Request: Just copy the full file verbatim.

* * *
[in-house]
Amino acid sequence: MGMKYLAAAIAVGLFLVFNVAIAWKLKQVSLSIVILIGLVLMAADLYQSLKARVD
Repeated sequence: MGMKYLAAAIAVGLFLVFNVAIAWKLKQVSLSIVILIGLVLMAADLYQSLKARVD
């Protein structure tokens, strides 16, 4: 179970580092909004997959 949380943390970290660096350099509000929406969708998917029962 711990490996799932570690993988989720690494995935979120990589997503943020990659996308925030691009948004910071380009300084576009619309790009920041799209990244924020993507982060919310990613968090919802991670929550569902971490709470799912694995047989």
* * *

[in-house]
Amino acid sequence: MGMKYLAAAIAVGLFLVFNVAIAWKLKQVSLSIVILIGLVLMAADLYQSLKARVD
Repeated sequence: MGMKYLAAAIAVGLFLVFNVAIAWKLKQVSLSIVILIGLVLMAADLYQSLKARVD
């Protein structure tokens, strides 16, 4: 179970580092909004997959 949380943390970290660096350099509000929406969708998917029962 711990490996799932570690993988989720690494995935979120990589997503943020990659996308925030691009948004910071380009300084576009619309790009920041799209990244924020993507982060919310990613968090919802991670929550569902971490709470799912694995047989």